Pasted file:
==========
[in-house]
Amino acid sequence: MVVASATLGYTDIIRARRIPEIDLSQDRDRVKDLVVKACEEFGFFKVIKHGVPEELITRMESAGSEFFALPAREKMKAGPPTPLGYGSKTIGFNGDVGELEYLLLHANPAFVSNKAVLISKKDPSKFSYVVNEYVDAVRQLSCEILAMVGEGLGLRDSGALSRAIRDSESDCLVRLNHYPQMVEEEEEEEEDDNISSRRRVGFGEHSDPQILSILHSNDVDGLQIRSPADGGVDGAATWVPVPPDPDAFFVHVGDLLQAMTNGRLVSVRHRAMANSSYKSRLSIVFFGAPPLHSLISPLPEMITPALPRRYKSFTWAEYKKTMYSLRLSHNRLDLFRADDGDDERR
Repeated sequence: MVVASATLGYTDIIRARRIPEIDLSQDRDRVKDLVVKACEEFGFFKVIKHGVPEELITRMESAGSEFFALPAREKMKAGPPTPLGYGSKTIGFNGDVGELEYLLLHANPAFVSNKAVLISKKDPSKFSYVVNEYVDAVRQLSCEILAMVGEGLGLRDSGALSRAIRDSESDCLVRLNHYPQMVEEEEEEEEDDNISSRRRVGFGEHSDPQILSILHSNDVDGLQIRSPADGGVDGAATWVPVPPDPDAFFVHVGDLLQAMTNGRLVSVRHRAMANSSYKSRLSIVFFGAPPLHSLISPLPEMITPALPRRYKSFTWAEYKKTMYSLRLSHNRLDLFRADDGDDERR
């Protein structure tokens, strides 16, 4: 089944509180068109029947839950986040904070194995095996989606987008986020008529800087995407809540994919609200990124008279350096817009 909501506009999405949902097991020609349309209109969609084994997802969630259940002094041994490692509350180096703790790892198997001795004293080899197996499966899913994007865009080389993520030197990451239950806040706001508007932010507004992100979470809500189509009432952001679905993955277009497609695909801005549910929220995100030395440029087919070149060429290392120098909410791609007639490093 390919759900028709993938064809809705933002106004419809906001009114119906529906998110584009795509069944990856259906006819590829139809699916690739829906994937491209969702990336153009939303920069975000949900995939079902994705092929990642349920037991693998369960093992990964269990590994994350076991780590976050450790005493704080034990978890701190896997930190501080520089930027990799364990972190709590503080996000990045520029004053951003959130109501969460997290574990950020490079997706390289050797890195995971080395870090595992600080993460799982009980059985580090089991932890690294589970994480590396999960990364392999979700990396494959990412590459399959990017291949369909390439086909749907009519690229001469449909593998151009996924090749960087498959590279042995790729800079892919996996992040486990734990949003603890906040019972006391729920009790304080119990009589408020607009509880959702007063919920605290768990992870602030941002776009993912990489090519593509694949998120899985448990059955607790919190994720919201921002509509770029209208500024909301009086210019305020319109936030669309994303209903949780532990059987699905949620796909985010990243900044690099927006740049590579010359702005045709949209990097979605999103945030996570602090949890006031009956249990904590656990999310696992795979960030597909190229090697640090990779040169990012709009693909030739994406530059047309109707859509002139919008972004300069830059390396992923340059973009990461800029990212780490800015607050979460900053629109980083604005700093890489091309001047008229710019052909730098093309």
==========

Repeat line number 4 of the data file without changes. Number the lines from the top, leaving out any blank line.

């Protein structure tokens, strides 16, 4: 089944509180068109029947839950986040904070194995095996989606987008986020008529800087995407809540994919609200990124008279350096817009 909501506009999405949902097991020609349309209109969609084994997802969630259940002094041994490692509350180096703790790892198997001795004293080899197996499966899913994007865009080389993520030197990451239950806040706001508007932010507004992100979470809500189509009432952001679905993955277009497609695909801005549910929220995100030395440029087919070149060429290392120098909410791609007639490093 390919759900028709993938064809809705933002106004419809906001009114119906529906998110584009795509069944990856259906006819590829139809699916690739829906994937491209969702990336153009939303920069975000949900995939079902994705092929990642349920037991693998369960093992990964269990590994994350076991780590976050450790005493704080034990978890701190896997930190501080520089930027990799364990972190709590503080996000990045520029004053951003959130109501969460997290574990950020490079997706390289050797890195995971080395870090595992600080993460799982009980059985580090089991932890690294589970994480590396999960990364392999979700990396494959990412590459399959990017291949369909390439086909749907009519690229001469449909593998151009996924090749960087498959590279042995790729800079892919996996992040486990734990949003603890906040019972006391729920009790304080119990009589408020607009509880959702007063919920605290768990992870602030941002776009993912990489090519593509694949998120899985448990059955607790919190994720919201921002509509770029209208500024909301009086210019305020319109936030669309994303209903949780532990059987699905949620796909985010990243900044690099927006740049590579010359702005045709949209990097979605999103945030996570602090949890006031009956249990904590656990999310696992795979960030597909190229090697640090990779040169990012709009693909030739994406530059047309109707859509002139919008972004300069830059390396992923340059973009990461800029990212780490800015607050979460900053629109980083604005700093890489091309001047008229710019052909730098093309």